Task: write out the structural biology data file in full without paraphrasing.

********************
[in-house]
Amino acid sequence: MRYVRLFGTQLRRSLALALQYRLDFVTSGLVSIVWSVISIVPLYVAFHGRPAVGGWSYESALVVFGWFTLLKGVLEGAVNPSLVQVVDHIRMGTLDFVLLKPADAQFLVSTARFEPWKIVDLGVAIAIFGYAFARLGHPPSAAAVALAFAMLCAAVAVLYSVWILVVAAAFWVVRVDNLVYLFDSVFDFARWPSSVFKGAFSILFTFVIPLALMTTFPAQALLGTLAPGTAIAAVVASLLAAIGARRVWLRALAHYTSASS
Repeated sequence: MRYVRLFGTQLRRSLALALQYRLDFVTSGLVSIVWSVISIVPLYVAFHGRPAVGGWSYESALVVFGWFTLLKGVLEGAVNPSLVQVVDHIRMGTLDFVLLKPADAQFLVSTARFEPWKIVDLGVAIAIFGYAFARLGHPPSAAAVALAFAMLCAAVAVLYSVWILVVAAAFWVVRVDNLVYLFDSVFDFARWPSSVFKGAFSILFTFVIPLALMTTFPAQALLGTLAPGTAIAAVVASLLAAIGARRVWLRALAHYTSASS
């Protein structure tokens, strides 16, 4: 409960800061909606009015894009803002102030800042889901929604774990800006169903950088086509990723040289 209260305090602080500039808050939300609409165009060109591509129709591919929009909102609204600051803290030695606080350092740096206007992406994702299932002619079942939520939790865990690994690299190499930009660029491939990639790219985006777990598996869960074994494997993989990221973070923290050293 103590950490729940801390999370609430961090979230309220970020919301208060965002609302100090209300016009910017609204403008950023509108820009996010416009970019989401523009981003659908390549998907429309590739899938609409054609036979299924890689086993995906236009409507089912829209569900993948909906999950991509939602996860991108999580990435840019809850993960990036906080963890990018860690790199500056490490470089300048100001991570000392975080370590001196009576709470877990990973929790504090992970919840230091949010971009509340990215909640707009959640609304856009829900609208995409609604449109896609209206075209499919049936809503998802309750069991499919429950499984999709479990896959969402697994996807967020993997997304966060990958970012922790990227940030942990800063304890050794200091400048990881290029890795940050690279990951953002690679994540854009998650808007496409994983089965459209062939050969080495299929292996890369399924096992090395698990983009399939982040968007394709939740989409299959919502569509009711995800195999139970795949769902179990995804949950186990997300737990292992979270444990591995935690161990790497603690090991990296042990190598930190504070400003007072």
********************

[in-house]
Amino acid sequence: MRYVRLFGTQLRRSLALALQYRLDFVTSGLVSIVWSVISIVPLYVAFHGRPAVGGWSYESALVVFGWFTLLKGVLEGAVNPSLVQVVDHIRMGTLDFVLLKPADAQFLVSTARFEPWKIVDLGVAIAIFGYAFARLGHPPSAAAVALAFAMLCAAVAVLYSVWILVVAAAFWVVRVDNLVYLFDSVFDFARWPSSVFKGAFSILFTFVIPLALMTTFPAQALLGTLAPGTAIAAVVASLLAAIGARRVWLRALAHYTSASS
Repeated sequence: MRYVRLFGTQLRRSLALALQYRLDFVTSGLVSIVWSVISIVPLYVAFHGRPAVGGWSYESALVVFGWFTLLKGVLEGAVNPSLVQVVDHIRMGTLDFVLLKPADAQFLVSTARFEPWKIVDLGVAIAIFGYAFARLGHPPSAAAVALAFAMLCAAVAVLYSVWILVVAAAFWVVRVDNLVYLFDSVFDFARWPSSVFKGAFSILFTFVIPLALMTTFPAQALLGTLAPGTAIAAVVASLLAAIGARRVWLRALAHYTSASS
């Protein structure tokens, strides 16, 4: 409960800061909606009015894009803002102030800042889901929604774990800006169903950088086509990723040289 209260305090602080500039808050939300609409165009060109591509129709591919929009909102609204600051803290030695606080350092740096206007992406994702299932002619079942939520939790865990690994690299190499930009660029491939990639790219985006777990598996869960074994494997993989990221973070923290050293 103590950490729940801390999370609430961090979230309220970020919301208060965002609302100090209300016009910017609204403008950023509108820009996010416009970019989401523009981003659908390549998907429309590739899938609409054609036979299924890689086993995906236009409507089912829209569900993948909906999950991509939602996860991108999580990435840019809850993960990036906080963890990018860690790199500056490490470089300048100001991570000392975080370590001196009576709470877990990973929790504090992970919840230091949010971009509340990215909640707009959640609304856009829900609208995409609604449109896609209206075209499919049936809503998802309750069991499919429950499984999709479990896959969402697994996807967020993997997304966060990958970012922790990227940030942990800063304890050794200091400048990881290029890795940050690279990951953002690679994540854009998650808007496409994983089965459209062939050969080495299929292996890369399924096992090395698990983009399939982040968007394709939740989409299959919502569509009711995800195999139970795949769902179990995804949950186990997300737990292992979270444990591995935690161990790497603690090991990296042990190598930190504070400003007072």